The education of children in the family: 7 key ideas

Educating children during their childhood is always a bit complex; there’s a lot to keep in mind, and it’s clear babies don’t come with an instruction manual.

In fact, there are various behavior and thought patterns in boys and girls that are unique to this age group. Therefore, unless we try to understand them, their education is very complicated.

    7 tips for educating children in the family context

    As a parent and as a clinical psychologist with over 25 years of experience, I have come to find that in many families the same mistakes tend to be repeated over and over again in terms of the education of young children in a family environment.

    In fact, this led me to write the book Guide for Parents in Difficulty, in which I explain in a simple way various tips and recommendations regarding the upbringing and upbringing of little ones at home, as well as various guidelines for take care of yourself as a parent and don’t suffer from too much psychological wear and tear (or just fatigue).

    In the following lines you will find a summary of several of the main ideas contained in the book which I believe are very useful for educating children beyond school, In the family sphere.

    1. Children are not miniature adults

    One of the basic tenets of child psychology is that boys and girls are not middle-aged adults. On the contrary, they have their own way of interpreting reality and relating to the environment; a psychological system present in childhood which, if it has its faults, does not need to be constantly “filled” with information in order to mature earlier.

    That is why it does not make sense to put pressure on children to learn as quickly as possible. A lot of the things that we try to forcefully teach them will not be understood the way we want them to be understood, and we will probably only make them feel rejected by most of the educational initiatives that they will face. . years.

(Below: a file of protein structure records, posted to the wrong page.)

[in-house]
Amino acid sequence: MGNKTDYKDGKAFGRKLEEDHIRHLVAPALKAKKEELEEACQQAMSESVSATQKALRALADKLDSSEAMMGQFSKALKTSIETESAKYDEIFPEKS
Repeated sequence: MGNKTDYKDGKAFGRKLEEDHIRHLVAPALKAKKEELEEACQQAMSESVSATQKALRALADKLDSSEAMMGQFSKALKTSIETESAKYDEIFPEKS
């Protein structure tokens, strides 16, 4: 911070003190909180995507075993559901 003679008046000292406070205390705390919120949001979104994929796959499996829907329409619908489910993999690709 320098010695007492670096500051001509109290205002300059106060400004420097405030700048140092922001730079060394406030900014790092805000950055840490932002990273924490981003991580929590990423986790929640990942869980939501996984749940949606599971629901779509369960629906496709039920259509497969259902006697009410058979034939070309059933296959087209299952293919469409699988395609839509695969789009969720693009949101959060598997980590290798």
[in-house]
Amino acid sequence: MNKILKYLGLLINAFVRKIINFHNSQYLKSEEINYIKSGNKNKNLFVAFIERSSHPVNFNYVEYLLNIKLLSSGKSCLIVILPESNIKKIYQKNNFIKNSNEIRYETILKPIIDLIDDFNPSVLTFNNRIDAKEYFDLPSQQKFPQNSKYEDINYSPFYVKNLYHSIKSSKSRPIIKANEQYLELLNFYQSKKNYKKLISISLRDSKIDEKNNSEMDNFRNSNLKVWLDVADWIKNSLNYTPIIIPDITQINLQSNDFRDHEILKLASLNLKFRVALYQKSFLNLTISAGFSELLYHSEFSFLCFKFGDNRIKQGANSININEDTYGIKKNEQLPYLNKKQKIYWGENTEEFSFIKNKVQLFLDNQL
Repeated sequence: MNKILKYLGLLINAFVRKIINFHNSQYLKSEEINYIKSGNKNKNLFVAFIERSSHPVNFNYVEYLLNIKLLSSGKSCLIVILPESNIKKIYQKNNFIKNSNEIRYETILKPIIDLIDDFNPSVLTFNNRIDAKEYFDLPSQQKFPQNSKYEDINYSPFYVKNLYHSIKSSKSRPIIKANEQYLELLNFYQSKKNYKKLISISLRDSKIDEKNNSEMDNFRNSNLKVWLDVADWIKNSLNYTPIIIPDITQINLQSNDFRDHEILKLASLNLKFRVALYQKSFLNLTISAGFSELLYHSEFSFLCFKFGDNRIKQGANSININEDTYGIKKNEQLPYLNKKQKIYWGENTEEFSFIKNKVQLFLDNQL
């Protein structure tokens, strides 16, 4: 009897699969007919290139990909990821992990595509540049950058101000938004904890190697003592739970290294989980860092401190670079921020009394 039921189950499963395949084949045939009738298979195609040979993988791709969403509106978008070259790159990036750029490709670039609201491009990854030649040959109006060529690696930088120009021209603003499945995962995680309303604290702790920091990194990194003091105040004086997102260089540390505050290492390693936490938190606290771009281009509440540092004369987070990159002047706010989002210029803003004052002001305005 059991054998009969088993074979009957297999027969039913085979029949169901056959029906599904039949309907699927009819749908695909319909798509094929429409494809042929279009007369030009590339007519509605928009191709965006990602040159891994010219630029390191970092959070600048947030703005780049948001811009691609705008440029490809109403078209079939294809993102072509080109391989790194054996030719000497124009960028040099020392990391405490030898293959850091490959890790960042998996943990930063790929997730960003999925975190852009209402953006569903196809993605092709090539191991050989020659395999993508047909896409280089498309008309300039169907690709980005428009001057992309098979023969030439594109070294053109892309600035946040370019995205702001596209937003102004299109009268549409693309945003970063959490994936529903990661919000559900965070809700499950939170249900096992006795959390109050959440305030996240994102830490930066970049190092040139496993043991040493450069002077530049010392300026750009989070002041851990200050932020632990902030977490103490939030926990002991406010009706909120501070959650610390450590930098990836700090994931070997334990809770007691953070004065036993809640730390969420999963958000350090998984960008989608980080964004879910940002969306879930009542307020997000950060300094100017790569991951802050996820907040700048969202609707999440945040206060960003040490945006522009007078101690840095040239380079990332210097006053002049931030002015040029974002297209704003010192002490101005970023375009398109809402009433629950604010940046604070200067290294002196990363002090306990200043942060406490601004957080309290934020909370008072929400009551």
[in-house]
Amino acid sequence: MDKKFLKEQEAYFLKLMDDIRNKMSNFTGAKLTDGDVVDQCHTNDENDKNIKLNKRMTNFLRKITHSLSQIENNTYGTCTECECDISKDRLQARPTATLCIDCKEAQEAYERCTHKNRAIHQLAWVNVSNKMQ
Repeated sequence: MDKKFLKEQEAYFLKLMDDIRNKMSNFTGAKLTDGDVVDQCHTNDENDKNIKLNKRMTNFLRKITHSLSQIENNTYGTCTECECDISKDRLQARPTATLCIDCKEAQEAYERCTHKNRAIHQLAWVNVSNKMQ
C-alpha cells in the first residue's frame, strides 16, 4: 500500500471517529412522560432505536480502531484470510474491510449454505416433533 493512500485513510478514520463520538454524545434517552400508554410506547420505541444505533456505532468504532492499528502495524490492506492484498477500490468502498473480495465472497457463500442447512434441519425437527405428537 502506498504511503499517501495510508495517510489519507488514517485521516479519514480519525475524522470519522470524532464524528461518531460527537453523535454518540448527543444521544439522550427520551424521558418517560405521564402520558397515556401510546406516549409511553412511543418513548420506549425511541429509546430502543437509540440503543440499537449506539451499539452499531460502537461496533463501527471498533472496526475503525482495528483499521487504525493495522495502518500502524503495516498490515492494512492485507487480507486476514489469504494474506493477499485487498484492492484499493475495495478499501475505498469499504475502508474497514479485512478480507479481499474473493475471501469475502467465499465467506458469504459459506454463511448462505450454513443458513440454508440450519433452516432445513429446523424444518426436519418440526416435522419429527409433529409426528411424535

In addition, children’s learning often occurs in situations that, from our adult perspective, we might come to perceive as a ‘waste of time’: play, dialogue with friends, Etc. If they are curious and inclined to explore from their first months of life, it is for something.

      2. Punishment does not amount to physical suffering

      Unfortunately, there is still a tendency to associate punishment with physical aggression, the habit of hurting a child who has behaved badly. This fact, for some families, the “common sense” idea that inappropriate acts should be punished becomes the normalization of violence against children, something which is totally harmful and not only generates suffering, this can greatly worsen the education these little ones receive.

      But in addition, this belief has another opposite effect; leads some families to assume that, for example, denying a child the opportunity to go out and play for several hours is more or less like hitting him. The trivialization of physical violence thus works in several directions.: On the one hand, it normalizes it and, on the other hand, it stigmatizes the legitimate use of non-physical methods of punishment which may be effective in certain contexts.

      3. Growing up is not inherently painful

      It is true that during childhood, boys and girls quickly burn through the stages of their development, from one year to the next, and this can pose many challenges and put them under pressure at certain stages of life. (especially as they progress towards puberty). ).